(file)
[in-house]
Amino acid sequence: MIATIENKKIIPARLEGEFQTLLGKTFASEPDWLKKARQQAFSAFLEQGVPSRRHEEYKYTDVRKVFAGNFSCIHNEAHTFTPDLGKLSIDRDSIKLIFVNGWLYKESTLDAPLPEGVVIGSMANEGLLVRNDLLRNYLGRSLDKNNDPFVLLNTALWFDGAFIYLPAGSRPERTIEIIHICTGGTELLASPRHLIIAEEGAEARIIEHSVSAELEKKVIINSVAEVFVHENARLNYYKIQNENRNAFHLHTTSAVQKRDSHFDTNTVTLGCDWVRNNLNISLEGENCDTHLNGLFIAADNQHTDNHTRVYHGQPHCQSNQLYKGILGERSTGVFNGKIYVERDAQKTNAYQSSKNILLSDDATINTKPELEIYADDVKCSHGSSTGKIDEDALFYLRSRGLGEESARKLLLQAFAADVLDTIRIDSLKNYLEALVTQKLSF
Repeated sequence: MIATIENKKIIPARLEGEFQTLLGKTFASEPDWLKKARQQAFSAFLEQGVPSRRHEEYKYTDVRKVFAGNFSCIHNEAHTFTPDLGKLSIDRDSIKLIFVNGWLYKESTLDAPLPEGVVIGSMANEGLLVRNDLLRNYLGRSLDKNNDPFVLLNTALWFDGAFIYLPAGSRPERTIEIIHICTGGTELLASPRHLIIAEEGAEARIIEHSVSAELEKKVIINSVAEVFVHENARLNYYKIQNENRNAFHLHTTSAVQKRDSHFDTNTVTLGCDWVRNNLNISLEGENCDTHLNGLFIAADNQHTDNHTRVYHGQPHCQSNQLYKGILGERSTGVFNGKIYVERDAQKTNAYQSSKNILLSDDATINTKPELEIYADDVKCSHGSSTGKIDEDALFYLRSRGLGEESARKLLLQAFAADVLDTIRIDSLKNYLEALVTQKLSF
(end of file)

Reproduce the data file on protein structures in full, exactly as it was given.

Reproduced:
[in-house]
Amino acid sequence: MIATIENKKIIPARLEGEFQTLLGKTFASEPDWLKKARQQAFSAFLEQGVPSRRHEEYKYTDVRKVFAGNFSCIHNEAHTFTPDLGKLSIDRDSIKLIFVNGWLYKESTLDAPLPEGVVIGSMANEGLLVRNDLLRNYLGRSLDKNNDPFVLLNTALWFDGAFIYLPAGSRPERTIEIIHICTGGTELLASPRHLIIAEEGAEARIIEHSVSAELEKKVIINSVAEVFVHENARLNYYKIQNENRNAFHLHTTSAVQKRDSHFDTNTVTLGCDWVRNNLNISLEGENCDTHLNGLFIAADNQHTDNHTRVYHGQPHCQSNQLYKGILGERSTGVFNGKIYVERDAQKTNAYQSSKNILLSDDATINTKPELEIYADDVKCSHGSSTGKIDEDALFYLRSRGLGEESARKLLLQAFAADVLDTIRIDSLKNYLEALVTQKLSF
Repeated sequence: MIATIENKKIIPARLEGEFQTLLGKTFASEPDWLKKARQQAFSAFLEQGVPSRRHEEYKYTDVRKVFAGNFSCIHNEAHTFTPDLGKLSIDRDSIKLIFVNGWLYKESTLDAPLPEGVVIGSMANEGLLVRNDLLRNYLGRSLDKNNDPFVLLNTALWFDGAFIYLPAGSRPERTIEIIHICTGGTELLASPRHLIIAEEGAEARIIEHSVSAELEKKVIINSVAEVFVHENARLNYYKIQNENRNAFHLHTTSAVQKRDSHFDTNTVTLGCDWVRNNLNISLEGENCDTHLNGLFIAADNQHTDNHTRVYHGQPHCQSNQLYKGILGERSTGVFNGKIYVERDAQKTNAYQSSKNILLSDDATINTKPELEIYADDVKCSHGSSTGKIDEDALFYLRSRGLGEESARKLLLQAFAADVLDTIRIDSLKNYLEALVTQKLSF